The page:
The Chinese government has continued to tighten its grip on the country’s internet sector.
Two big updates:
ByteDance sells to the govt
This week, The Information reported
that a Chinese government entity quietly picked up a 1% stake in ByteDance.
Although the move doesn’t come as a surprise - social commerce platform Weibo sold a 1% stake to a subsidiary of China’s internet watchdog in 2020, and Beijing has been deliberating over small shares in private tech firms for at least 4 years
- the move signals the gradual alignment of tech and state in China.
Why? As part of the deal, the government has the right to one seat on a three-person board of directors at ByteDance, giving Beijing a direct line of control over the company’s operations.
In response, Republican senator Marco Rubio urged
President Joe Biden this week to block TikTok in the U.S.
New data protection law
China has passed a new data protection law, according to Reuters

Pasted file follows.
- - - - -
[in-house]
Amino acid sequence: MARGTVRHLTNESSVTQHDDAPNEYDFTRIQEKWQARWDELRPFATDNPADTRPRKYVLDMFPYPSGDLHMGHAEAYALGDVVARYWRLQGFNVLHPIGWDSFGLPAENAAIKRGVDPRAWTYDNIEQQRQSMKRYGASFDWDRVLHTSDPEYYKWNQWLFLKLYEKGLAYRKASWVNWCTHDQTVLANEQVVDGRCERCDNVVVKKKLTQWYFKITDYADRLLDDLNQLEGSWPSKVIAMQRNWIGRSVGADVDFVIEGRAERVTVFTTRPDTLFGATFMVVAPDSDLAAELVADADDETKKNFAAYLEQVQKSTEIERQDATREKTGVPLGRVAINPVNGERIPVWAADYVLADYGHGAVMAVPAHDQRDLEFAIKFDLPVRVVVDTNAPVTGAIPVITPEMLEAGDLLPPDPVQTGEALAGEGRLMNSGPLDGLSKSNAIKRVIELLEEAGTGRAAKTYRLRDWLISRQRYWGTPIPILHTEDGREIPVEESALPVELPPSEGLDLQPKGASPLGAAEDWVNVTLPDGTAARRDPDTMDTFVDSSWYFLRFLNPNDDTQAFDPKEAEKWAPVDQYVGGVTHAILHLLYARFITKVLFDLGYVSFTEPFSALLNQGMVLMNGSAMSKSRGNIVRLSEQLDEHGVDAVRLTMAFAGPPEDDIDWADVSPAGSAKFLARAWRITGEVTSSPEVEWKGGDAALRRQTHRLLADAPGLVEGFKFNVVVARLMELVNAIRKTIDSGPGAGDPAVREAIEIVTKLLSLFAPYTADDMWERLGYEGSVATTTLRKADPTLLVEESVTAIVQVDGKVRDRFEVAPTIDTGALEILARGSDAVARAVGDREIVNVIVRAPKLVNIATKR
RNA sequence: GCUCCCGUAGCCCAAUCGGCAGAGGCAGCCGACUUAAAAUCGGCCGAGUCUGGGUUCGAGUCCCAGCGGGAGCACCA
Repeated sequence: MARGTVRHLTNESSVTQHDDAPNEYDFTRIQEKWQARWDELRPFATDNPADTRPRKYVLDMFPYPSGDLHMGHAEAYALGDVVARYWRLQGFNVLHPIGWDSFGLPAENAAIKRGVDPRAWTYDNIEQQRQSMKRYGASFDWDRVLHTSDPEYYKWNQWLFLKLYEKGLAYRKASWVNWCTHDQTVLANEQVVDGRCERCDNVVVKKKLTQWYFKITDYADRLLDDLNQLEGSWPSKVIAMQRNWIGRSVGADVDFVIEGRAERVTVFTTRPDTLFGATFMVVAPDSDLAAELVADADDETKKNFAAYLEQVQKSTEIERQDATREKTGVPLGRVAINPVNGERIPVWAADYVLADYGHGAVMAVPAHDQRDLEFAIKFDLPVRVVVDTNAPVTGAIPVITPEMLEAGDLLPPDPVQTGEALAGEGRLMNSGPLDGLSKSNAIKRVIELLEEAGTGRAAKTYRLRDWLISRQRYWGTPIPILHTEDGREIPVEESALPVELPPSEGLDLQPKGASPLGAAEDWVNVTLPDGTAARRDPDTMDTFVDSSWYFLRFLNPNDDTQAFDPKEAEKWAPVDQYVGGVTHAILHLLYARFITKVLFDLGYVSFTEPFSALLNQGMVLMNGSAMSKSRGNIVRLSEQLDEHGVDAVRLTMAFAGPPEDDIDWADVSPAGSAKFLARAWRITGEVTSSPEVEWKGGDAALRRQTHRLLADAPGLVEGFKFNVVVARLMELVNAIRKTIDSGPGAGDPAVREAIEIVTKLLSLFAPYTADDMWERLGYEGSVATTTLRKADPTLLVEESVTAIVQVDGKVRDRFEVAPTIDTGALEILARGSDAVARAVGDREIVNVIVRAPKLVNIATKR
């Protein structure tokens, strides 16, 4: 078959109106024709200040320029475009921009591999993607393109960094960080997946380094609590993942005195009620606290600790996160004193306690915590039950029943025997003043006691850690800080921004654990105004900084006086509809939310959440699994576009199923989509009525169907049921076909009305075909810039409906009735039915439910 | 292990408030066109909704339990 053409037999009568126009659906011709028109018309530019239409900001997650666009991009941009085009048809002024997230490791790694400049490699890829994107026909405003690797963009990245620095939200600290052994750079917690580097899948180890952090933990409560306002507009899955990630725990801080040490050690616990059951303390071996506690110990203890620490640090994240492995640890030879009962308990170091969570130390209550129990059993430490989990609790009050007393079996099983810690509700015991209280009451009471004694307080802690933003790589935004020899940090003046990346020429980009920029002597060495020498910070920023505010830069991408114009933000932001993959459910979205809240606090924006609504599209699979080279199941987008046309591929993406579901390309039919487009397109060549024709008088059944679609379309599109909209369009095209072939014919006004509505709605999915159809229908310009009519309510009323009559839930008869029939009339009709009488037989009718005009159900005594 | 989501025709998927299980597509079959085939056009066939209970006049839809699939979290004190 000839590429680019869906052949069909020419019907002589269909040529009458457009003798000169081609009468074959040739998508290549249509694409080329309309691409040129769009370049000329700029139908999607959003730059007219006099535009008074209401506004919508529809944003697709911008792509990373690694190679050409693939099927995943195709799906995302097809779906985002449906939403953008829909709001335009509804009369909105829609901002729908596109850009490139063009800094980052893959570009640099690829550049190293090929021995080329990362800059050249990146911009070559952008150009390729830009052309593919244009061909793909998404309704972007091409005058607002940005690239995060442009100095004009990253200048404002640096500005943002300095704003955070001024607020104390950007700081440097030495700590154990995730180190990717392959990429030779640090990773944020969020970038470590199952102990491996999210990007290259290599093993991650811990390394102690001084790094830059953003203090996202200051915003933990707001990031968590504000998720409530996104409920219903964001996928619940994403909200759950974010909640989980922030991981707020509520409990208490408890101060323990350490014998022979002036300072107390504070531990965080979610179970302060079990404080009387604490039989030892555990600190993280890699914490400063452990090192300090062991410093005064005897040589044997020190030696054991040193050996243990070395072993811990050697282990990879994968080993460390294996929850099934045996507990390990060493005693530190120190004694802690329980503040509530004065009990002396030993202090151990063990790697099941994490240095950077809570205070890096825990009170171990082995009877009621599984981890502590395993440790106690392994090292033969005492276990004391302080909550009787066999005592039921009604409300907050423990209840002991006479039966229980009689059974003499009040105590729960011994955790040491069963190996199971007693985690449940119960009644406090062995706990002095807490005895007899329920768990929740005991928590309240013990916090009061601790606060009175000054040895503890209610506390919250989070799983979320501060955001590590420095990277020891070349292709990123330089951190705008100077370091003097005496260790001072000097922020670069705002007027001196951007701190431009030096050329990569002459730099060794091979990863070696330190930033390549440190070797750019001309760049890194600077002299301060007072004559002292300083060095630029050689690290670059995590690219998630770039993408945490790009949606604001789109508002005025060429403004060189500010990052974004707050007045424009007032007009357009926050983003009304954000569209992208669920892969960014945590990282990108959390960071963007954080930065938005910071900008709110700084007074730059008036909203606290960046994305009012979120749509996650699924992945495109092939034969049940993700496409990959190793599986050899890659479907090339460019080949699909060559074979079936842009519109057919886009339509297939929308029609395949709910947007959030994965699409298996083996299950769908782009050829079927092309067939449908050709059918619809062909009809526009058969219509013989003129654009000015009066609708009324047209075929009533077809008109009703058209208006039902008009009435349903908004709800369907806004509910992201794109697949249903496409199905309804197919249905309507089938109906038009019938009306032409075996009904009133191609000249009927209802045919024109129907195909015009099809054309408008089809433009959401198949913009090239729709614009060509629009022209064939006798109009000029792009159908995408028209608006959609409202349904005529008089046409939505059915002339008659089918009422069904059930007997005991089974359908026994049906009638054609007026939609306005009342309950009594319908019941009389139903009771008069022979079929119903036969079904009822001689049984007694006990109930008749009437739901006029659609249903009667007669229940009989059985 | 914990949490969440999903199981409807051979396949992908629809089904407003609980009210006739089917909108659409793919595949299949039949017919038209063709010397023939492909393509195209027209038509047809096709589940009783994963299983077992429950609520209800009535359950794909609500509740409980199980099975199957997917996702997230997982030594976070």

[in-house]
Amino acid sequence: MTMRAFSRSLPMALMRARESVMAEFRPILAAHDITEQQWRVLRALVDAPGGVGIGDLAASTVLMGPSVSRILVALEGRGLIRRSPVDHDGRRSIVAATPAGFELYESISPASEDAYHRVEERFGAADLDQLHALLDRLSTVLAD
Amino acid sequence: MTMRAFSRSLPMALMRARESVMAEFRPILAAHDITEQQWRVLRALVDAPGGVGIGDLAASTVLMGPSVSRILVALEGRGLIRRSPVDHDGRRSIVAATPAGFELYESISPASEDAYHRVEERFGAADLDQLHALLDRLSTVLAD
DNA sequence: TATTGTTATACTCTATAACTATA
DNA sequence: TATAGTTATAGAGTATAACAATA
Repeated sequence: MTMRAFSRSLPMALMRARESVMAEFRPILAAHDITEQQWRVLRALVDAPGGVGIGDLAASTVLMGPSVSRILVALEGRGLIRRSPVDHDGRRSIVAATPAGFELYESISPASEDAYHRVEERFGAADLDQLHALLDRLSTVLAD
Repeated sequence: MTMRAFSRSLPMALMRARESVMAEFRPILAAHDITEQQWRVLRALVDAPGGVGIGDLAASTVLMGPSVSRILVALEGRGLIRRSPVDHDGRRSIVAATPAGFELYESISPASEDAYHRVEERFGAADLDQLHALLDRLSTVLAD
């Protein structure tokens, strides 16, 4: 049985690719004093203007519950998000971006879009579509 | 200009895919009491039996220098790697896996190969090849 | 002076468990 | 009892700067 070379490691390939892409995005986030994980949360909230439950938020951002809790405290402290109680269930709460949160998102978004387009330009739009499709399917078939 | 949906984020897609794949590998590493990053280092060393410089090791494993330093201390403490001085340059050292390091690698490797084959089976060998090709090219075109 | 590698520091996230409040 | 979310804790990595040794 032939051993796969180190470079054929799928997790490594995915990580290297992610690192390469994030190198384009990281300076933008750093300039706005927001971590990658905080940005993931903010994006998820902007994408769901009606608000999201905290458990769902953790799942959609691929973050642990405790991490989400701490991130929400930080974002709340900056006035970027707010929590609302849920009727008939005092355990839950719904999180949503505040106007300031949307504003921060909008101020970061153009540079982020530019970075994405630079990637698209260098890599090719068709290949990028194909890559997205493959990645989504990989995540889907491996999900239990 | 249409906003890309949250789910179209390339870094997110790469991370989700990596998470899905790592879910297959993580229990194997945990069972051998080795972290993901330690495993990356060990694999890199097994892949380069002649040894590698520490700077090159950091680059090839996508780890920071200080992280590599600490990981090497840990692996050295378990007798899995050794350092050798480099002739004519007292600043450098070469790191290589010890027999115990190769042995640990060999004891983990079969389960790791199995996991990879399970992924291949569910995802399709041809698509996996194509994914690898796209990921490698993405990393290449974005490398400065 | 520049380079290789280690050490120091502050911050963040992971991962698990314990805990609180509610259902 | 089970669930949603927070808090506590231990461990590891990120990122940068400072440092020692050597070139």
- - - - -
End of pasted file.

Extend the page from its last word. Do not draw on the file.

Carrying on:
The law, which takes effect on November 1, is woven from the same fabric as data protection frameworks we’ve seen elsewhere. It:
- Requires app makers to offer users options over how their information is used
- Places data processors to obtain consent in order to process sensitive data - like medical data, financial info and location data.
The move, though beneficial to consumers on the surface, aligns pretty well with government interests:
- Western companies doing business in China will face added regulatory requirements, like needing to report to supervisory agencies.
- The government could easily leverage data protection rules to bring the tech sector under its thumb.
Although China’s taking a gradual approach to its tame-the-internet-people masterplan, it’s been executing it swiftly and consistently ever since Jack Ma was pulled out of the public eye earlier this year.
On the one hand - not great. On the other hand, the splintering of the internet started 23 years ago with China’s Great Firewall, and incremental power moves like the two above shouldn’t come as a surprise.
(Ben Thompson from Stratechery wrote a great piece
on the splintering of the internet last year. Highly recommend).